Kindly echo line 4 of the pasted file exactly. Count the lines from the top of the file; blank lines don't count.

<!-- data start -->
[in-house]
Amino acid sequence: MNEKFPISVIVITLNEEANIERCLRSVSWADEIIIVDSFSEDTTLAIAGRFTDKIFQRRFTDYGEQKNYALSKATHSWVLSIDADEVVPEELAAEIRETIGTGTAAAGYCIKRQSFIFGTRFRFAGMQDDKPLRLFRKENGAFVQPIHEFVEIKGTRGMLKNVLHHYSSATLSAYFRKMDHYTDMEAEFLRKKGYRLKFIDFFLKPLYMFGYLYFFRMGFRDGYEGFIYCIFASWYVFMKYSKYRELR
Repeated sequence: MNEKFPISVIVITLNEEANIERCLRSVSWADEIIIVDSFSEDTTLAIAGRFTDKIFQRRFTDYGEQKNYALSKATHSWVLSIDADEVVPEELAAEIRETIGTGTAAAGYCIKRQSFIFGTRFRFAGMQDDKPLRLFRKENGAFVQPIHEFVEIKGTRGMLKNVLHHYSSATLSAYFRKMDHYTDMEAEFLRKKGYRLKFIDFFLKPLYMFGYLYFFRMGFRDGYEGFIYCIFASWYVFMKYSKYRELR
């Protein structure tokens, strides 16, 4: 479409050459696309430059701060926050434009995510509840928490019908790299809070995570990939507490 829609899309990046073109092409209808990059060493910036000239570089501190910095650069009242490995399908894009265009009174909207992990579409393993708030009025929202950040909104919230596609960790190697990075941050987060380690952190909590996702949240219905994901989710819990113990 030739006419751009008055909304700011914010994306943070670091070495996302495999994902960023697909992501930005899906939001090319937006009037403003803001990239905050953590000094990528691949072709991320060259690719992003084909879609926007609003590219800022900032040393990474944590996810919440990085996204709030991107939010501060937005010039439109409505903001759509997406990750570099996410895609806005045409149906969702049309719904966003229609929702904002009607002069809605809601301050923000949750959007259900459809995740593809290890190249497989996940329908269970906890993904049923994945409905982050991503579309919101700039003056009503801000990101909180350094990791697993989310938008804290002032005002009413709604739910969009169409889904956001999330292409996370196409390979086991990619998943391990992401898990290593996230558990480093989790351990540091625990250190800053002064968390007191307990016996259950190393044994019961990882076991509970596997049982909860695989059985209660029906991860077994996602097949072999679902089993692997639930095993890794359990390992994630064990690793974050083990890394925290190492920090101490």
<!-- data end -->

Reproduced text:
């Protein structure tokens, strides 16, 4: 479409050459696309430059701060926050434009995510509840928490019908790299809070995570990939507490 829609899309990046073109092409209808990059060493910036000239570089501190910095650069009242490995399908894009265009009174909207992990579409393993708030009025929202950040909104919230596609960790190697990075941050987060380690952190909590996702949240219905994901989710819990113990 030739006419751009008055909304700011914010994306943070670091070495996302495999994902960023697909992501930005899906939001090319937006009037403003803001990239905050953590000094990528691949072709991320060259690719992003084909879609926007609003590219800022900032040393990474944590996810919440990085996204709030991107939010501060937005010039439109409505903001759509997406990750570099996410895609806005045409149906969702049309719904966003229609929702904002009607002069809605809601301050923000949750959007259900459809995740593809290890190249497989996940329908269970906890993904049923994945409905982050991503579309919101700039003056009503801000990101909180350094990791697993989310938008804290002032005002009413709604739910969009169409889904956001999330292409996370196409390979086991990619998943391990992401898990290593996230558990480093989790351990540091625990250190800053002064968390007191307990016996259950190393044994019961990882076991509970596997049982909860695989059985209660029906991860077994996602097949072999679902089993692997639930095993890794359990390992994630064990690793974050083990890394925290190492920090101490």